Captain Cook's house – a space in memory
Long before the East End became London's working-class quarter, it had a different character. Walk along the Mile End Road today, you can spot surviving signs of elegance. By the 1760s the area was becoming built up, with the City spreading its tentacles towards it, but it was still a semi-rural district for comfortably-off people.
It was convenient for those whose interests lay in ships, with the wharfs along the Thames not far off. A property developer acquired a strip of land in between Mile End Green, and what would later become Jubilee Street, and called his new terrace Assembly Row. In 1764 a sixty-one year lease on the eight-roomed end house was bought by James Cook.
Portrait of Captain James Cook British Library Add MS 23920 Images Online
He had been living in then-rural Shadwell, with his young wife Elizabeth and their first child, a son who had been born while he was away on his exploratory voyage round Newfoundland. Now, four years and three more children later, and well established with the Royal Society, he was preparing for the first of his great journeys to the Pacific. He insured the house for £250, his household goods for another £200, and the family's clothing and silver for additional amounts. Since £50 a year was then a sufficient income for a modestly respectable family lifestyle, with a servant, these sums suggest considerable comfort.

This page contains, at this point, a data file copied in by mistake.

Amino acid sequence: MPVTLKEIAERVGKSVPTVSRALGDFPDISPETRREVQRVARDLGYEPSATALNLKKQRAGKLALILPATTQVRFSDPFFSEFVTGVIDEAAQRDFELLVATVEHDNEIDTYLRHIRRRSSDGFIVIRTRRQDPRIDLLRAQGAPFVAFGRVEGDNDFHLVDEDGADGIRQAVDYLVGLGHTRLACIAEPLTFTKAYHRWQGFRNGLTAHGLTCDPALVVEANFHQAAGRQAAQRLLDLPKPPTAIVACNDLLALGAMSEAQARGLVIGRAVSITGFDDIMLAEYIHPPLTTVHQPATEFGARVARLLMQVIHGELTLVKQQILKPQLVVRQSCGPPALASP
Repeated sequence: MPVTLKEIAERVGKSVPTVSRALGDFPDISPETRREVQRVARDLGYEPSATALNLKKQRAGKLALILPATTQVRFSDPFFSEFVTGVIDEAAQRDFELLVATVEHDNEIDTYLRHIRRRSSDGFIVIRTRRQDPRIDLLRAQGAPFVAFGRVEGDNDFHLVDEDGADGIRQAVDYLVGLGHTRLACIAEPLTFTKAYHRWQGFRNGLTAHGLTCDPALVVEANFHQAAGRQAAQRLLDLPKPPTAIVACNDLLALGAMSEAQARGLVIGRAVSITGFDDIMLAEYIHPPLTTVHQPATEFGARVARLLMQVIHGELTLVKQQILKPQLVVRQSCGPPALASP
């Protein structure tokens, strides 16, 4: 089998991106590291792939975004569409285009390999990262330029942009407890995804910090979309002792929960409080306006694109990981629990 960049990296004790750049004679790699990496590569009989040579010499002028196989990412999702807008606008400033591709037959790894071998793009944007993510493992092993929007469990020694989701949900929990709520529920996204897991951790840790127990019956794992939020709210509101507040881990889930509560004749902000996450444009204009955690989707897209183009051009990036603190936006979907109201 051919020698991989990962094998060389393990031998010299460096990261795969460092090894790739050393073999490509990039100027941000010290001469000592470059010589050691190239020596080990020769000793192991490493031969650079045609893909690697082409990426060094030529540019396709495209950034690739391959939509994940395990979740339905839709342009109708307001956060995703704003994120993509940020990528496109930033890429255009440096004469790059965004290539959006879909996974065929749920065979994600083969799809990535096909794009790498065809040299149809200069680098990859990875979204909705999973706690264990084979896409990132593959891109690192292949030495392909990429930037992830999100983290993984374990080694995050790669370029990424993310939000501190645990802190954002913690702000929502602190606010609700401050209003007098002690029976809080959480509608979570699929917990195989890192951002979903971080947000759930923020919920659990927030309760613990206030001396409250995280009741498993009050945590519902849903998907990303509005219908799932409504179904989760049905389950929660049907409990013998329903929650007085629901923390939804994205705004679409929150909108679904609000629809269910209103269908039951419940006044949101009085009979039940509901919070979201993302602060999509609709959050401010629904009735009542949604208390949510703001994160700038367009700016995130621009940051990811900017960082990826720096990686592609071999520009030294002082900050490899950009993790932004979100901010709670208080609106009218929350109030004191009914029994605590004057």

The voyage Cook set out on in 1768 did not bring him back to the house in the Mile End Road for three years. He was off again in 1772 and again in 1776, which was the journey that finally carried him to an inglorious death off Hawaii. His wife did not get the news of this till 1781, by which time their eldest son, a teenage midshipman, had tragically drowned. She inherited the house and contents and received a pension for life from the king of £200 a year.
Portrait said to be Elizabeth Cook aged 81 by W Henderson - image courtesy of Mitchell Library, State Library of New South Wales (recent research has challenged whether this is Mrs Cook).
When Elizabeth herself died, over fifty years later, she had long since moved away from the Mile End Road, which had become entirely urban. In the 19th century the Cook house, like the neighbouring ones, had a shop built out on the ground floor - women's clothing, with `corsets a speciality', later a kosher butcher.
An LCC plaque commemorating Cook was put up in 1907, but the house was pulled down in 1958 under the Greater London Plan, when two-thirds of Stepney was demolished in the name of Progress.
The site of Captain Cook's house today - image courtesy of Spitalfields Life
Yet the rest of the terrace survived, and is there, protected, to this day. Sixty years on, with the old London boroughs long superseded, one can only speculate on this bizarre circumstance. It is thought there was an intention to widen the alley alongside the house, but this never happened. Nothing significant has ever come to occupy the empty plot.
Writer and historian
Visit our exhibition James Cook: The Voyages
Open until 28 August 2018